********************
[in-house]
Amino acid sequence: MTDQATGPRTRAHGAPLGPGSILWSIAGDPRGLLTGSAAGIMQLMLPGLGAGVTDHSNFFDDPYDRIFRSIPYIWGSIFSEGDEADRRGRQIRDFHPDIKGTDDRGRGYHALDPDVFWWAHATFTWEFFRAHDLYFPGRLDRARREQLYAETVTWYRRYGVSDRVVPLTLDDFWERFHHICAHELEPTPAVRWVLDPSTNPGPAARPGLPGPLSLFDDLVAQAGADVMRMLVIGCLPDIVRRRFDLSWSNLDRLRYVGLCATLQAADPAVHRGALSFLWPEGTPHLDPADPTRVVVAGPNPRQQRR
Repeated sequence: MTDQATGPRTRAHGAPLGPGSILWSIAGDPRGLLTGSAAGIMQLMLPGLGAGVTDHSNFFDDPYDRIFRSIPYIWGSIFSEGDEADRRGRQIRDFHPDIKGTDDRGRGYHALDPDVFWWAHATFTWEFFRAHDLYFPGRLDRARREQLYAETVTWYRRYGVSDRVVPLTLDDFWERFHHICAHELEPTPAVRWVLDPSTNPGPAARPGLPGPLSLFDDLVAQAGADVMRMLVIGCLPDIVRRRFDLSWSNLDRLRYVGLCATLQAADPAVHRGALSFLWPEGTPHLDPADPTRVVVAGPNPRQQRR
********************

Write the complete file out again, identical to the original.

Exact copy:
[in-house]
Amino acid sequence: MTDQATGPRTRAHGAPLGPGSILWSIAGDPRGLLTGSAAGIMQLMLPGLGAGVTDHSNFFDDPYDRIFRSIPYIWGSIFSEGDEADRRGRQIRDFHPDIKGTDDRGRGYHALDPDVFWWAHATFTWEFFRAHDLYFPGRLDRARREQLYAETVTWYRRYGVSDRVVPLTLDDFWERFHHICAHELEPTPAVRWVLDPSTNPGPAARPGLPGPLSLFDDLVAQAGADVMRMLVIGCLPDIVRRRFDLSWSNLDRLRYVGLCATLQAADPAVHRGALSFLWPEGTPHLDPADPTRVVVAGPNPRQQRR
Repeated sequence: MTDQATGPRTRAHGAPLGPGSILWSIAGDPRGLLTGSAAGIMQLMLPGLGAGVTDHSNFFDDPYDRIFRSIPYIWGSIFSEGDEADRRGRQIRDFHPDIKGTDDRGRGYHALDPDVFWWAHATFTWEFFRAHDLYFPGRLDRARREQLYAETVTWYRRYGVSDRVVPLTLDDFWERFHHICAHELEPTPAVRWVLDPSTNPGPAARPGLPGPLSLFDDLVAQAGADVMRMLVIGCLPDIVRRRFDLSWSNLDRLRYVGLCATLQAADPAVHRGALSFLWPEGTPHLDPADPTRVVVAGPNPRQQRR